h2h Corner ~ The Buddy Garrity, Don Draper, Ed Norton Sales Convention

Buddy Garrity sales time (sell now)
When it is Buddy Garrity sales time, you should be moving players immediately. These are players that will likely regress to means or not perform as well as they have been (i.e., sell high candidates). In addition, they include guys I don’t think will perform well at all during the rest of the season. These are players you are best cutting your losses with.

Jose Bautista, John Buck, Rod Barajas, Jon Garland – Not surprisingly, I don’t think any of these guys will sustain their pace. It’s not like you can get much for them though, unless you are swindling a newcomer. So, if you are in a league with newcomers, go ahead and offer these guys around. None will maintain their current AVG/ERA/WHIP. Buck, Barajas and Bautista do have some power, so this isn’t a complete aberration, but they’ll accompany it with horrid averages.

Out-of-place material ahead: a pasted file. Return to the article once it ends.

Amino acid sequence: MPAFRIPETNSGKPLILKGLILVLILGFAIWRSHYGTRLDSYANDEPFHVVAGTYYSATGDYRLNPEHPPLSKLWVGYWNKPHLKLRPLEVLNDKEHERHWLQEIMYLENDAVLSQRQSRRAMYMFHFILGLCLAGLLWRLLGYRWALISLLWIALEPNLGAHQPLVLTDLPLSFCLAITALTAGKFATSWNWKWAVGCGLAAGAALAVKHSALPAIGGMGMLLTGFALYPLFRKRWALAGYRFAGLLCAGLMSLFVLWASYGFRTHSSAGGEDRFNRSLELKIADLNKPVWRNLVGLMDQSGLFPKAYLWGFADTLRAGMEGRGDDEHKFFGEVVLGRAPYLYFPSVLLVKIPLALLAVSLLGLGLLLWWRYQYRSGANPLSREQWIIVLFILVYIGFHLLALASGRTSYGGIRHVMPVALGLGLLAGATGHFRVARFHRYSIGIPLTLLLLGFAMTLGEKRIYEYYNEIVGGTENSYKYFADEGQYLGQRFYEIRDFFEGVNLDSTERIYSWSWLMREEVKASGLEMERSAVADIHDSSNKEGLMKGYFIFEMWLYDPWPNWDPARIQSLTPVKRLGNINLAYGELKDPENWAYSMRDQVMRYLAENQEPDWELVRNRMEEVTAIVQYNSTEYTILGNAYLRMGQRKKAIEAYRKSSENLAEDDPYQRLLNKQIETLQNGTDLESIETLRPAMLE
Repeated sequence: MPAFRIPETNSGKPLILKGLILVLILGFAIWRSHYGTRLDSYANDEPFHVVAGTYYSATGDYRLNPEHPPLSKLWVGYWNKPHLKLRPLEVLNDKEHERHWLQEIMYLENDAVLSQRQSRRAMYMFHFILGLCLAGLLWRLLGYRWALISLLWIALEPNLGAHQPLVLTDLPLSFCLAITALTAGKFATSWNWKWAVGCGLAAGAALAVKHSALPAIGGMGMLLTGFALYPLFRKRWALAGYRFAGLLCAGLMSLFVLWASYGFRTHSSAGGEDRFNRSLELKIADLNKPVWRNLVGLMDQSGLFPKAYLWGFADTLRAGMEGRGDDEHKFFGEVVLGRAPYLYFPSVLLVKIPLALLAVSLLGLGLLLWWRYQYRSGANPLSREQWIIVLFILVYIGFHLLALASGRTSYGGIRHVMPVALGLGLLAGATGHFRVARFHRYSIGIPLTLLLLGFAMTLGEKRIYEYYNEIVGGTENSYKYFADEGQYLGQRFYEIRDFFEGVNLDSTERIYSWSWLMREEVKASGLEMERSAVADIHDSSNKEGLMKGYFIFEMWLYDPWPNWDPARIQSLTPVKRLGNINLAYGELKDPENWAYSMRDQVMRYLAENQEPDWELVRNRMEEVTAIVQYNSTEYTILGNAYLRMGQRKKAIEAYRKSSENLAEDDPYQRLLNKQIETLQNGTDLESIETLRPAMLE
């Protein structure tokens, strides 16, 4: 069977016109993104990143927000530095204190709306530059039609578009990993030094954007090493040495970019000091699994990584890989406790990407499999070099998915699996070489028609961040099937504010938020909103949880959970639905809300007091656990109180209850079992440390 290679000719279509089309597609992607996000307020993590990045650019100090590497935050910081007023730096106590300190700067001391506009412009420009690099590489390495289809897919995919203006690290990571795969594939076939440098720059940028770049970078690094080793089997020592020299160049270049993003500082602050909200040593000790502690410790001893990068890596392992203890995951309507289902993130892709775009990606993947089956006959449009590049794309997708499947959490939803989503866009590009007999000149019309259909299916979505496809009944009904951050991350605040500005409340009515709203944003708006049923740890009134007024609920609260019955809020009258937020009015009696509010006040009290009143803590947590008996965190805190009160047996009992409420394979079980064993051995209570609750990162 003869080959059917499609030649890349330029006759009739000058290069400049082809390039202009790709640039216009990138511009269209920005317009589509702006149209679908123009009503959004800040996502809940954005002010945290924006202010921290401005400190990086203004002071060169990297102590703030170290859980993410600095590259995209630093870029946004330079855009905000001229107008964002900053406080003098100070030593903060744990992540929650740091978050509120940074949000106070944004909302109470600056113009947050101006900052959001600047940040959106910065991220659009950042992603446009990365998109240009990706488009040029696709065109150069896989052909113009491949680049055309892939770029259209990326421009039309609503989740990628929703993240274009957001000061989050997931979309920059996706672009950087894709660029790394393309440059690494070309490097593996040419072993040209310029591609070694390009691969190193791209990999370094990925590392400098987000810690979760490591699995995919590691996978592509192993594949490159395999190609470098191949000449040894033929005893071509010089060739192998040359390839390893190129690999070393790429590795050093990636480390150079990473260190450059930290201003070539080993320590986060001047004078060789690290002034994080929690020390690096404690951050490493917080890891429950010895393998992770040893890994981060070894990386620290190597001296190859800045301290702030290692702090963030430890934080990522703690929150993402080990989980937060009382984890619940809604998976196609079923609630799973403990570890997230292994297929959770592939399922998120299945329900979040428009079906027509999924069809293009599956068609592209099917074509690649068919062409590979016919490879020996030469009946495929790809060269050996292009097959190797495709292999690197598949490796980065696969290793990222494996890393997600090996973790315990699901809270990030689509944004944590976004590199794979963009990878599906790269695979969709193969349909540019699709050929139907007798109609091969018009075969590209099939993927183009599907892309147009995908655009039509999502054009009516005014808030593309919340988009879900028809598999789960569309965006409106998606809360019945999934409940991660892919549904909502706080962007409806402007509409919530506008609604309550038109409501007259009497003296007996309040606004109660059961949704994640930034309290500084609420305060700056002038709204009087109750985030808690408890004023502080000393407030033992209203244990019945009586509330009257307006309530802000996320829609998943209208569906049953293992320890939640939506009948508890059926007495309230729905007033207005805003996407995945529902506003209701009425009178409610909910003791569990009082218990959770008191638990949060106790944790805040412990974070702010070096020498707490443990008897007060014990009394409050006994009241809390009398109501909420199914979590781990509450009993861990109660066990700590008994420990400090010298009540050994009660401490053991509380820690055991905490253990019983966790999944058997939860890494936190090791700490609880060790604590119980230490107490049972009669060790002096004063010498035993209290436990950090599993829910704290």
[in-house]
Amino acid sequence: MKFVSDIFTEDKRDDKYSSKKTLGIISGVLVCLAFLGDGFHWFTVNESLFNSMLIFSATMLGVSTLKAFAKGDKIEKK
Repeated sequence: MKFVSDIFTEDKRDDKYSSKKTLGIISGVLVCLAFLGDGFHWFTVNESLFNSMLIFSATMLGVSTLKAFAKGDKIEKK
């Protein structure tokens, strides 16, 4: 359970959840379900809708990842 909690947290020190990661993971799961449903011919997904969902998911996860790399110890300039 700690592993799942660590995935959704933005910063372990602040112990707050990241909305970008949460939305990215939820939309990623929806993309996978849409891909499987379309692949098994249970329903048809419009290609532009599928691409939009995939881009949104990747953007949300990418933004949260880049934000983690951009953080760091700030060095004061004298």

Andy Pettitte – Pettitte is on pace to put up his best season ever – which is incredibly odd considering this is 16th season. The southpaw is sporting a nifty 1.79 ERA, 1.12 WHIP and a 5-0 record. He has done so while posting one of the lowest K/9 rates (5.8) and K/BB (1.81) of his career. He has been helped by a .269 BAbip, which is lower than his career mark of .312. With that record and playing for the Yankees, Pettitte should make a pretty nice trade chip. I’d be moving him because his ERA/WHIP will rise and he’s old. The odds he remains healthy are long.

Johnny Cueto Cueto is coming off two very impressive outings which have lowered his ERA to 4.07 and WHIP to 1.21. Those starts weren’t against premiere offensive talents (Pirates and Brewers) and in those starts batters hit .212 on balls in ball. Cueto can be unhittable at times but he always comes back to earth (mid-4.00 ERA, 1.35 WHIP), so if you can sell based on the past few starts and an ERA around 4.00, I suggest doing so.